Fire Damage Cleanup 2
This page will
help you to understand the indicators used to determine if any portion of the structure damaged by fire can be saved. I am not associated with any insurance company and do not presume to offer advice on insurance coverage or qualifications. It is very important that you speak to your insurance agent in regards to any benefits you believe you may be entitled to.
The process of fire restoration is not quick. It takes time especially if you are working with a Restoration Company that has several jobs going at once. As I indicated in my hub http://hubpages.com/hub/FireDamage the first things you will want to take care of are security and safety.
After doing a quick Internet search on “Building Permits” I confirmed what I already suspected. Every city, township, and borough has their own permit requirements and you will have to check with the permit office in your area to see what they require. The Restoration Company will usually handle obtaining a “Building Permit”, however since my goal is to provide help to everyone it is important for people that intend to handle the restoration themselves to know that it is mandatory to obtain a permit before any demolition or repair begins.
Demolish or Salvage
Knowing what to demolish and what to salvage can be a little tricky. Over the years I have learned two important things. First salvage is almost always cheaper than replacement. Second at a glance it may seem that there is nothing to salvage but on closer inspection you may be surprised.
Walls and ceilings that are painted or paper covered drywall or plaster may look damaged beyond repair but unless they are actually burnt or disintegrating from water, cleaning and recovering is the best way to go. Even if a portion of the wall is burnt or water damaged as long as it is structurally sound precision demolition and rebuilding is a better choice than tearing down the entire wall. In most cases paneling that has been smoked can be saved while wetted paneling cannot be.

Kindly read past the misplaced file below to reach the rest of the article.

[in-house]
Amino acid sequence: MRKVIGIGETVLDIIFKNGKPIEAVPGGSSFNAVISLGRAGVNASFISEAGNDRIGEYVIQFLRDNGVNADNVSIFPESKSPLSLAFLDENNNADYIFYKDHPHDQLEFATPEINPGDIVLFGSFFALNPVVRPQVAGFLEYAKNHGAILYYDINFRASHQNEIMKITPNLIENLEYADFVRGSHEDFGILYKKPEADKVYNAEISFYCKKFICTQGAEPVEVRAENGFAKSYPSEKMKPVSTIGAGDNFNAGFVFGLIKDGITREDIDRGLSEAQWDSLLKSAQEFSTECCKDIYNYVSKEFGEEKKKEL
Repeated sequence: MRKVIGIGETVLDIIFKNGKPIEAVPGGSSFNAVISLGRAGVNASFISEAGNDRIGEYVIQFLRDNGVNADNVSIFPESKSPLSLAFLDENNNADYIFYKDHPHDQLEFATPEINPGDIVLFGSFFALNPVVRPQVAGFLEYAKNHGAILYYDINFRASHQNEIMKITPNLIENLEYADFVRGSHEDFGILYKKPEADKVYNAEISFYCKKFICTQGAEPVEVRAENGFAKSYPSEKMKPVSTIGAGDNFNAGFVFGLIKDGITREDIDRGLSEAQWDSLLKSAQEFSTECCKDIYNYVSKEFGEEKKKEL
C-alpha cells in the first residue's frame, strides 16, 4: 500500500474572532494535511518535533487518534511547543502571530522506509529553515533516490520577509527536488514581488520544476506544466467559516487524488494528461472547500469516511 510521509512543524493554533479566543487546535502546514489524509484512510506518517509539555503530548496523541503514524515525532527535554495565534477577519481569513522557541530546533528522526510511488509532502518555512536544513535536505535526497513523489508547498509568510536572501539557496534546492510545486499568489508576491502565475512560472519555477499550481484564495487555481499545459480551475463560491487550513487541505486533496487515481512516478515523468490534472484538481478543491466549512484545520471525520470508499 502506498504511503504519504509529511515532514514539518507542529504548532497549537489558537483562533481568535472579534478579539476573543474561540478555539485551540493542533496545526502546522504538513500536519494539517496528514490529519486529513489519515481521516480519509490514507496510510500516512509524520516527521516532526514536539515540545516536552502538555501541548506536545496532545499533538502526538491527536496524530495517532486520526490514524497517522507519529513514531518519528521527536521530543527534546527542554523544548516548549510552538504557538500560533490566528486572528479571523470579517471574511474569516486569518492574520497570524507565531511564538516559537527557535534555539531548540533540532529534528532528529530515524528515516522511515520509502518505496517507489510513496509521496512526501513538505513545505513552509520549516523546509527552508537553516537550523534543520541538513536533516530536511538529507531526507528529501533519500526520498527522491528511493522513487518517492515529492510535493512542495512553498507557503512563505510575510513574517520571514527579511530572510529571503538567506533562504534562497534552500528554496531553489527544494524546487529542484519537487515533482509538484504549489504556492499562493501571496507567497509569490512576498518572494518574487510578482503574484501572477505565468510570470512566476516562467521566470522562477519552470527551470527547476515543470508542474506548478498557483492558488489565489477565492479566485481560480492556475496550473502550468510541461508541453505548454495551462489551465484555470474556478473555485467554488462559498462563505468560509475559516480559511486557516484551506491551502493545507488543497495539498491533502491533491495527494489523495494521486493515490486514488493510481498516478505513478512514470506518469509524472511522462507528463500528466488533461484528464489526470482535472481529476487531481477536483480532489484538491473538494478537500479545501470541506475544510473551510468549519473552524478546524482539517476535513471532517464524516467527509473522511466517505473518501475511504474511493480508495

Studs and beams can be repaired even if they are lightly burnt. A process we called sistering whereby a new piece of wood is attached to the existing damaged wood to cover it like a band-aid can repair this. If your stud or beam is burnt or charred deeper than one quarter of its width it should be replaced.
Wiring that has not had its exterior casing damaged can be saved, likewise with plumbing and sewer pipes.
Window encased in wood, that have not been broken can be cleaned, however vinyl will always be stained from exposure to smoke, soot and heat. (The amount of heat vinyl is exposed to will determine the degree of staining.) Painted metal casings that are not damaged can be cleaned and repainted.
Any type of flooring except vinyl can survive being smoked a little but the secondary water damage can have adverse affects on carpeted and wooden floors. Ceramic tile may crack due to heat but can be cleaned of both water and smoke.
Woodwork and trim will be okay as long as it is not burnt but remember it may be difficult to match especially in older homes.
Ductwork will be okay but will need to be cleaned by professionals that have access to specialized equipment.
Real wood cabinetry can survive smoke, heat, and water as long as it is dried and cleaned correctly. Practical board cabinets covered with paper are almost always ruined when exposed to excessive amounts of water, but if they are far enough away from the flames to have not been soaked they should be salvageable.
Washer, dryer, fridge, bathtubs and shower stalls are often covered in a vinyl or plastic and it will be difficult if not impossible to clean these if they were to close to the heat of the fire.
Rolled or blown insulation while not rendered useless from smoke will retain an odor that can often times be handled by fogging with a deodorizer.
The products used to cover the exterior of your home are designed to handle extremes. A good power washing and repainting where needed, will do the trick unless it is actually burned or melted. (Yes concrete and brick can burn if it gets hot enough)
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